VI Reserve Corps (German Empire)
|VI Reserve Corps
Flag of the Staff of a Generalkommando (1871–1918)
|Active||2 August 1914 - post November 1918|
|Branch||Imperial German Army|
|Size||Approximately 38,000 (on formation)|
VI Reserve Corps was formed on the outbreak of the war in August 1914 as part of the mobilisation of the Army. It was initially commanded by General der Infanterie Konrad von Goßler, brought out of retirement. It was still in existence at the end of the war in the 1st Army, Heeresgruppe Deutscher Kronprinz on the Western Front.
Structure on formation
On formation in August 1914, VI Reserve Corps consisted of two divisions, made up of reserve units. In general, Reserve Corps and Reserve Divisions were weaker than their active counterparts
- Reserve Infantry Regiments did not always have three battalions nor necessarily contain a machine gun company
- Reserve Jäger Battalions did not have a machine gun company on formation
- Reserve Cavalry Regiments consisted of just three squadrons
- Reserve Field Artillery Regiments usually consisted of two abteilungen of three batteries each
- Corps Troops generally consisted of a Telephone Detachment and four sections of munition columns and trains 
In summary, VI Reserve Corps mobilised with 23 infantry battalions, 8 machine gun companies (48 machine guns), 6 cavalry squadrons, 12 field artillery batteries (72 guns) and 3 pioneer companies. 11th Reserve Division was slightly stronger than the norm as it included an active infantry brigade.
|VI Reserve Corps||11th Reserve Division||23rd Infantry Brigade||22nd Infantry Regiment|
|156th Infantry Regiment|
|21st Reserve Infantry Brigade||10th Reserve Infantry Regiment|
|11th Reserve Infantry Regiment|
|4th Reserve Hussar Regiment|
|11th Reserve Field Artillery Regiment|
|4th Company, 6th Pioneer Battalion|
|11th Reserve Divisional Pontoon Train|
|6th Reserve Medical Company|
|12th Reserve Division||22nd Reserve Infantry Brigade||23rd Reserve Infantry Regiment|
|38th Reserve Infantry Regiment|
|6th Reserve Jäger Battalion|
|23rd Reserve Infantry Brigade||22nd Reserve Infantry Regiment|
|51st Reserve Infantry Regiment|
|4th Reserve Uhlan Regiment|
|12th Reserve Field Artillery Regiment|
|1st Reserve Company, 6th Pioneer Battalion|
|2nd Reserve Company, 6th Pioneer Battalion|
|20th Reserve Medical Company|
|Corps Troops||6th Reserve Telephone Detachment|
|Munition Trains and Columns corresponding to the
III Reserve Corps
|2 August 1914||General der Infanterie||Konrad von Goßler|
|10 February 1917||Generalleutnant||Kurt von dem Borne|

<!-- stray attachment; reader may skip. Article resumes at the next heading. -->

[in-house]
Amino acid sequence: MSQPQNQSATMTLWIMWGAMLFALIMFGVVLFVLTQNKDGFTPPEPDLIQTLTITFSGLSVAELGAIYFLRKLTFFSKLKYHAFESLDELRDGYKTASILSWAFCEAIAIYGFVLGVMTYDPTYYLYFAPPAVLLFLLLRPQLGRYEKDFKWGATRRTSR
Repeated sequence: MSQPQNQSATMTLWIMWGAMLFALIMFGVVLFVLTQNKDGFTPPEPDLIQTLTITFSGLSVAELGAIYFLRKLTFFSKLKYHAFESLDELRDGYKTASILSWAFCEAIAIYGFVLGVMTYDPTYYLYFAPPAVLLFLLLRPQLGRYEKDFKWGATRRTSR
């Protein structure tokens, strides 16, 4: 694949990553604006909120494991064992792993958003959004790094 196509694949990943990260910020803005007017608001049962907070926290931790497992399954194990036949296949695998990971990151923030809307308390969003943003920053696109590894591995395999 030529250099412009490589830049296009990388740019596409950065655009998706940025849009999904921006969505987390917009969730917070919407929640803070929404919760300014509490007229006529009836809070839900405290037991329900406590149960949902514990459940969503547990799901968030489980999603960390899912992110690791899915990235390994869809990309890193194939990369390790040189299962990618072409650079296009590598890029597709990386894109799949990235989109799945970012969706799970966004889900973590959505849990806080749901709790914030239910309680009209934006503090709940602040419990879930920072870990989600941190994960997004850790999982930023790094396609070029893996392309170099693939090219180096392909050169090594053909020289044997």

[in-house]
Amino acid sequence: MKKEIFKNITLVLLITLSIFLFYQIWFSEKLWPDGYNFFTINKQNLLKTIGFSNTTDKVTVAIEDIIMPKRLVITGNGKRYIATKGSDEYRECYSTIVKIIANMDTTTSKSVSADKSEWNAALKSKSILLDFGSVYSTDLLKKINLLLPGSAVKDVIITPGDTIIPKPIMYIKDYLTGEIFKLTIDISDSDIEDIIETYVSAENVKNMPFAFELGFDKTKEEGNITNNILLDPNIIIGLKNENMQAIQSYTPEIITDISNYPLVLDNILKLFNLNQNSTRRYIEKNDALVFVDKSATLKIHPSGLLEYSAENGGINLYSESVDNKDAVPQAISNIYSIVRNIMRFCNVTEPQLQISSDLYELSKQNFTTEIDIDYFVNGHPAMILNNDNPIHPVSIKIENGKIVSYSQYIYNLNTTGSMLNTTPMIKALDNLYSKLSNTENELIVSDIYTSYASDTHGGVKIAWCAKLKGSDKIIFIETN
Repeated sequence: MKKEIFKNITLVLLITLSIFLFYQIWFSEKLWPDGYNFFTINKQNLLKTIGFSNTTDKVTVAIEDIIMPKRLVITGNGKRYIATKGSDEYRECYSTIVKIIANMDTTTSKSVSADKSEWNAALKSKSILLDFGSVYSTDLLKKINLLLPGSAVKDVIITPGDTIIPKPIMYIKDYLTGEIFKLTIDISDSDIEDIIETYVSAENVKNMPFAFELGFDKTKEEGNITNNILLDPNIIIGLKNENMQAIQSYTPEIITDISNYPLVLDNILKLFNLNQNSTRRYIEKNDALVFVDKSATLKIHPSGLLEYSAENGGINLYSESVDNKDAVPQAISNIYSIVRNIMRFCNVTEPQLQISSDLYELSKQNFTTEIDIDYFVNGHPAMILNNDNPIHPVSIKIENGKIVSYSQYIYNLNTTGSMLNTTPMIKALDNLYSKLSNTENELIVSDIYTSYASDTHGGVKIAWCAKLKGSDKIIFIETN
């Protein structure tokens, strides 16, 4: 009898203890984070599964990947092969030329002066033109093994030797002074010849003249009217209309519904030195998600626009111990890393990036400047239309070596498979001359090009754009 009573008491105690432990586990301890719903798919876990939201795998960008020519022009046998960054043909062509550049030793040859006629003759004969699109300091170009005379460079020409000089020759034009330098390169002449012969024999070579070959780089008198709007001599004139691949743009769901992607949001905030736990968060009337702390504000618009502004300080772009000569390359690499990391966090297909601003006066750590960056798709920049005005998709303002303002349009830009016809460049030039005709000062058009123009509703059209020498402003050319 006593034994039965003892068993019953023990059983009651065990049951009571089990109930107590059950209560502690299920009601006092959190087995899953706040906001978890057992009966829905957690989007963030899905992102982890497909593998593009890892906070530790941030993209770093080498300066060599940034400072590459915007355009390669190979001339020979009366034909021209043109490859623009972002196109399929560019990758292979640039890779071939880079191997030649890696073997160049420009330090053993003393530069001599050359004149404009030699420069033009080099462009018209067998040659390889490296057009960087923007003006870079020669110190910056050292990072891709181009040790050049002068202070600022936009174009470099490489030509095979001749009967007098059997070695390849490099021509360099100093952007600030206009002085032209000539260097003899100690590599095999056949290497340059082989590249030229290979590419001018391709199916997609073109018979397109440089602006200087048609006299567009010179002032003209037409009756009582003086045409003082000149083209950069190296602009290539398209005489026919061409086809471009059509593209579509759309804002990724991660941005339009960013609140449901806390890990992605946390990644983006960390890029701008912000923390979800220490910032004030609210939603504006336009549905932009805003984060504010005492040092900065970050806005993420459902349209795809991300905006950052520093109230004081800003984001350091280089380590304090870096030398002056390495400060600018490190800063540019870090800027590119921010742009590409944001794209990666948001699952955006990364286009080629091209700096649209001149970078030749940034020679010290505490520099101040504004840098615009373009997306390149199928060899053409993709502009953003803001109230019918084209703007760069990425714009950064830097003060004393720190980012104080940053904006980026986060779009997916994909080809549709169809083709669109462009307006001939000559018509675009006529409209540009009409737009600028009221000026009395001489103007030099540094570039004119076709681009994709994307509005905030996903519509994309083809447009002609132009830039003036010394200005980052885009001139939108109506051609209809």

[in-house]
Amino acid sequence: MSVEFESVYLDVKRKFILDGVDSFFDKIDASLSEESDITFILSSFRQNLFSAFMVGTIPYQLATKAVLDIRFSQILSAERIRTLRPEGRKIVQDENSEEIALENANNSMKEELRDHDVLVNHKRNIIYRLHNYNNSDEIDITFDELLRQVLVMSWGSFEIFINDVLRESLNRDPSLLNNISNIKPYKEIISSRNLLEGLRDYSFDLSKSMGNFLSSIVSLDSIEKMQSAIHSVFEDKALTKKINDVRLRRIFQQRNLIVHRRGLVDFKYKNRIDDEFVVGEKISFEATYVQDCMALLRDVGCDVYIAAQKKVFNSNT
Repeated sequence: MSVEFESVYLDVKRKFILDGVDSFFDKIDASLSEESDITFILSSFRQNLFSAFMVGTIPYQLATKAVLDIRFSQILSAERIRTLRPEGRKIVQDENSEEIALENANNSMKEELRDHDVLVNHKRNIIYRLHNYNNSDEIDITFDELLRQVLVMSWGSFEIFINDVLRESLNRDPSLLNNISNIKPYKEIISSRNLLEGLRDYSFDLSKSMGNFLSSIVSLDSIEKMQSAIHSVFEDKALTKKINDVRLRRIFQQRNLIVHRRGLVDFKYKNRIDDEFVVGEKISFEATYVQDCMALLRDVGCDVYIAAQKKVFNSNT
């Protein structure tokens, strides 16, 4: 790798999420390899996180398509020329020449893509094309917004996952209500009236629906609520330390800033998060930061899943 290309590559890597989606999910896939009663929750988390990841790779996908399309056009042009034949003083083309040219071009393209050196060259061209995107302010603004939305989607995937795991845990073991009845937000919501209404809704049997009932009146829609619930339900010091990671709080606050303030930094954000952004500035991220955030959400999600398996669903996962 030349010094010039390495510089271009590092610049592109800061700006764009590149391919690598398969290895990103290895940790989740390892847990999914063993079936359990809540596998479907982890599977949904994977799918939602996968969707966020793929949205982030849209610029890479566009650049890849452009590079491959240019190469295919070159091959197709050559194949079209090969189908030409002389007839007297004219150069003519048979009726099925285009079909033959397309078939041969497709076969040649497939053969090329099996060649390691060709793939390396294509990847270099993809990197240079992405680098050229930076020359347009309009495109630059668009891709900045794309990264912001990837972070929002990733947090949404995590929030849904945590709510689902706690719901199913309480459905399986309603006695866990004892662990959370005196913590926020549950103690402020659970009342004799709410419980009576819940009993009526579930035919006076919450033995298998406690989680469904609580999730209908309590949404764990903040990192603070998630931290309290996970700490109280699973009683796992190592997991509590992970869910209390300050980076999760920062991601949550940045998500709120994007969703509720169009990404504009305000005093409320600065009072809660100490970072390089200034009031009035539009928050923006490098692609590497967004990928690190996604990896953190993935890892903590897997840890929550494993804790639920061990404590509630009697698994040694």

|18 April 1918||General der Infanterie|
- Cron 2002, p. 86
- The Prussian Machine Accessed: 3 March 2012
- Cron 2002, pp. 88–89
- Ellis & Cox 1993, pp. 186–187
- Cron 2002, p. 111 About a third of Reserve Infantry Regiments formed in August 1914 lacked a machine gun company
- Cron 2002, p. 116 Active Jäger Battalions had a machine gun company with the exceptions of the 1st and 2nd Bavarian Jäger Battalions
- Cron 2002, p. 128 Most active cavalry regiments had four squadrons, some were raised to six squadrons
- Cron 2002, p. 134 Active Divisions had a Field Artillery Brigade of two regiments
- Cron 2002, p. 86 Active Corps Troops included a battalion of heavy howitzers (Foot Artillery), an Aviation Detachment, a Telephone Detachment, a Corps Pontoon Train, a searchlight section, 2 munition column sections, one Foot Artillery munitions column section and two Train sections
- Cron 2002, p. 316
- Just two battalions
- Just two battalions
- "German War History". Retrieved 22 December 2012.
- "Armee-Reserve-Korps". The Prussian Machine. Retrieved 22 December 2012.
- Retired. "Konrad von Goßler". The Prussian Machine. Retrieved 22 December 2012.
- Promoted. "Kurt von dem Borne". The Prussian Machine. Retrieved 22 December 2012.
- Cron, Hermann (2002). Imperial German Army 1914-18: Organisation, Structure, Orders-of-Battle [first published: 1937]. Helion & Co. ISBN 1-874622-70-1.
- Ellis, John; Cox, Michael (1993). The World War I Databook. Aurum Press Ltd. ISBN 1-85410-766-6.
- Histories of Two Hundred and Fifty-One Divisions of the German Army which Participated in the War (1914-1918), compiled from records of Intelligence section of the General Staff, American Expeditionary Forces, at General Headquarters, Chaumont, France 1919. The London Stamp Exchange Ltd (1989). 1920. ISBN 0-948130-87-3.
- The German Forces in the Field; 7th Revision, 11th November 1918; Compiled by the General Staff, War Office. Imperial War Museum, London and The Battery Press, Inc (1995). 1918. ISBN 1-870423-95-X.